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Why Defense Contractors Should Invest More In Content Than Events

Is your defense firms' business development being crimped by cutbacks to government travel and events? You can fill that void with content marketing.

Defense Contractor Content Marketing

It’s no surprise to defense contractors that there are fewer conferences and events these days. And for the foreseeable future there will be fewer events at which face-to-face business development can take place.

While Pentagon officials have relied on conferences and trade shows to learn about new technologies and innovative solutions from defense contractors, that is changing. Shrinking budgets and increasing travel limitations are putting the squeeze on the long-standing practices of conferences and events.

declining government events
A Government Event Attendance PulsePoll™ from Market Connections, Inc. and Boscobel Marketing Communications confirms the negative implications of government travel and event cutbacks on both federal agencies and government contractors.

A significant 77% of government respondents agreed that "industry needs to become more creative in informing and educating government customers.”

Industry needs alternative methods to reach agencies to continue to provide the latest information, solutions and best practices they require.

The study's government respondents indicated how they plan to fill the information/training gap created by fewer events:

  • Webinars (55%)
  • Publications (52%)
  • Reviewing websites related to their fields (48%)
  • Discussions with coworkers (43%)
  • White papers and case studies (35%)
  • Listening to podcasts and online videos (33%)
  • Discussions with current vendors (19%)

So what’s a defense contractor to do to gain access to their customers (and prospective customers)?

Since more than 60% of government employees and contractors believe that maintaining best practices will be more difficult, thought leadership is now critical and branding campaigns should be transformed into thought leadership programs. –Market Connections Study

Harvard Business School Professor Clayton Christensen describes thought leadership this way:

I would define a thought leader as someone who stands above subject-matter expertise and is an authority in their field. And they have to be able to prove that expertise with a track record. Think of it this way: subject-matter expertise resides within a company. Thought leadership resides within an industry. Thought leaders provide clarity, especially to industries that are in flux. They teach.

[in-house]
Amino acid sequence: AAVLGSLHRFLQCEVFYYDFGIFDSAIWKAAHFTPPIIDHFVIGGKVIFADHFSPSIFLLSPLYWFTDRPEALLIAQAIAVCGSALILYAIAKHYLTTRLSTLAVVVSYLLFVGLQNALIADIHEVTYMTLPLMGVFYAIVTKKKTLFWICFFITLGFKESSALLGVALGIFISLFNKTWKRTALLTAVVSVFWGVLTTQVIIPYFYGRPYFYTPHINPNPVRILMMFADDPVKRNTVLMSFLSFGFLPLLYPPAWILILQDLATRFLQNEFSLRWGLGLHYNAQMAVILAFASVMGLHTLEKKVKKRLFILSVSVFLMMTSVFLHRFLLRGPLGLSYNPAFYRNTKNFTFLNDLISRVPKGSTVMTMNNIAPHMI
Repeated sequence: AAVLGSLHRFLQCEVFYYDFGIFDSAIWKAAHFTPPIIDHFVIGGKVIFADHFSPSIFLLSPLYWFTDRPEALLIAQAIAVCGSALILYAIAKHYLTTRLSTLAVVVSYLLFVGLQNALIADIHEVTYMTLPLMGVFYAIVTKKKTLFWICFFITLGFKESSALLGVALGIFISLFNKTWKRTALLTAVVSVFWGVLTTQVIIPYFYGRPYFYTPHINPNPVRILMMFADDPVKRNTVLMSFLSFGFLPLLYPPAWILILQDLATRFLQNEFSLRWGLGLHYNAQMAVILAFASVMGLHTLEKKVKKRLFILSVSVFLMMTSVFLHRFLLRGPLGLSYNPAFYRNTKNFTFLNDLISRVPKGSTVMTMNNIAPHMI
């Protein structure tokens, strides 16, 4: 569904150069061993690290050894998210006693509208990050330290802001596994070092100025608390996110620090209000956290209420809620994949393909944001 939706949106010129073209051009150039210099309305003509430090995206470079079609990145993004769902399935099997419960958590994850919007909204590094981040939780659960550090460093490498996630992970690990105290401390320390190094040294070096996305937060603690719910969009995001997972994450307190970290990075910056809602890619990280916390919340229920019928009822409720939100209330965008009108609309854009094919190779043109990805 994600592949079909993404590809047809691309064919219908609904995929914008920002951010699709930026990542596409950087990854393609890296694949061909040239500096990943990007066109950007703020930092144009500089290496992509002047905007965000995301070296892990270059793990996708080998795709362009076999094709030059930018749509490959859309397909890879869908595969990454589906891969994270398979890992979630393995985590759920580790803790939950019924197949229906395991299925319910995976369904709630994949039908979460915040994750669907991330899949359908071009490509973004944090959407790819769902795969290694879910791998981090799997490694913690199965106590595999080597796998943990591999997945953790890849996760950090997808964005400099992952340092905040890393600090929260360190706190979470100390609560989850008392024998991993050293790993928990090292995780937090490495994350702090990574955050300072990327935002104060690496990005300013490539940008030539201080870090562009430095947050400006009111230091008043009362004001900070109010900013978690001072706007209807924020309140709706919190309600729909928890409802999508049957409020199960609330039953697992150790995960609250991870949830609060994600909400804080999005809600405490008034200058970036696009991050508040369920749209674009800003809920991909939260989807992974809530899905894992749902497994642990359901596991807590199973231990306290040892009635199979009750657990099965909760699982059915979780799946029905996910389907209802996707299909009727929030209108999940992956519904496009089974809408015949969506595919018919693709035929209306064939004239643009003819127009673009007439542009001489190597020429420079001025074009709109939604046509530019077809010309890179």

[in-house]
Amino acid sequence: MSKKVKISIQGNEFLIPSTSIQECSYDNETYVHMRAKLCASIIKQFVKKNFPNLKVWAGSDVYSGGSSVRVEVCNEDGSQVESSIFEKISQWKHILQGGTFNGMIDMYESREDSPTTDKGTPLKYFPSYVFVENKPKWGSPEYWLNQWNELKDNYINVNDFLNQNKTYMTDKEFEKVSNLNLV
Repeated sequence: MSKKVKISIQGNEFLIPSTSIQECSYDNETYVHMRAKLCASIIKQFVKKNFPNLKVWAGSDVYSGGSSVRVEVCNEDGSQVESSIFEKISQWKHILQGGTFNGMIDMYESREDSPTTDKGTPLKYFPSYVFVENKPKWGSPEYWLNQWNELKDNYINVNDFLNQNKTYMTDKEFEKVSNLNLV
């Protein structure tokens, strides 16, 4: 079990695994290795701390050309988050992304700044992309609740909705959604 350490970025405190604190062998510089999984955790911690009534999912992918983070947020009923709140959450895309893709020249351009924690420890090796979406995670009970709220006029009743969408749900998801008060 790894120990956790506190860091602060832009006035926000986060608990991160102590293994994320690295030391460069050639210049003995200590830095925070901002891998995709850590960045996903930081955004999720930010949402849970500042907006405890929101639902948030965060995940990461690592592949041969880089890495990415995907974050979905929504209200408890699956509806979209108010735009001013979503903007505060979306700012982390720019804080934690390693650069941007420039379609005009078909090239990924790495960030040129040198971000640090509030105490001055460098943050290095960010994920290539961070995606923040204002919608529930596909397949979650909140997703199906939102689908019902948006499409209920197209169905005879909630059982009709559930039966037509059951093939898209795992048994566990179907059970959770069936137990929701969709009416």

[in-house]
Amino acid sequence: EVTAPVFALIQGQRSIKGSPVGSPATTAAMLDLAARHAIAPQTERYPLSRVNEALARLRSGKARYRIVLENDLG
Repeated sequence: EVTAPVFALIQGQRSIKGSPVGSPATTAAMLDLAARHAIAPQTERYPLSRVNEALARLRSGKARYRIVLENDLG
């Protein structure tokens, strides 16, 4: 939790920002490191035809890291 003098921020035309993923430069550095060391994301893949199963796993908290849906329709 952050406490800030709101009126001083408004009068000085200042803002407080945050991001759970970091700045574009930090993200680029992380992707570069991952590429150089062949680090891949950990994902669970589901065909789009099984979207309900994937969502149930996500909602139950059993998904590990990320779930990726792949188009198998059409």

The foundation of a thought leadership program is original content that you publish online in the form of a blog, eBooks, white papers, videos, webinars, etc. Gone are the days when only the largest companies could afford to publish printed materials and mail them to current and prospective customers.

Similarly, in the recent past, for a thought leadership program to take flight, a company had to go through a media gatekeeper like a trade publication. Now, companies are publishing straight to the Internet where they are being found by prospective customers that they might not have even known existed.

Thought leadership programs build contractor credibility, which aids in capturing those must-win contracts. Incorporating third-party research will further strengthen thought leadership tools such as white papers, reports and content-driven websites and campaigns. Integrating lead generation tactics can position your company as a thought leader while educating the government community on the latest innovations and technologies. –Market Connections Study

An example of this type of content marketing is being done by Raytheon and CSC. But defense contractors should not be intimidated by the size and revenues of large companies successfully pursuing thought leadership efforts. Small firms can do it as well.

How small can a company be and still do an effective content marketing effort? Smaller than you think. I’ll use myself as an example.

I spend anywhere from 5-10 hours a week writing and promoting this blog. (And I’m also running a marketing agency.) The out-of-pocket costs for this blog are less than $1,000/year (of course, that does not include the cost for my time which is the primary expense).

So now, even small to medium-size defense contractor can successfully pursue and benefit from a content marketing effort to fill the gaps created by fewer conferences and events.

To download the Government Event Attendance PulsePoll™, click here (registration required).

photo credit: Tom Purves via photopin cc

douglasburdett
douglasburdett
The Principal and Founder of Artillery, Douglas Burdett is a former artillery officer and Madison Avenue ad man. He also hosts The Marketing Book Podcast, where he interviews authors every week about the latest in modern marketing and sales.

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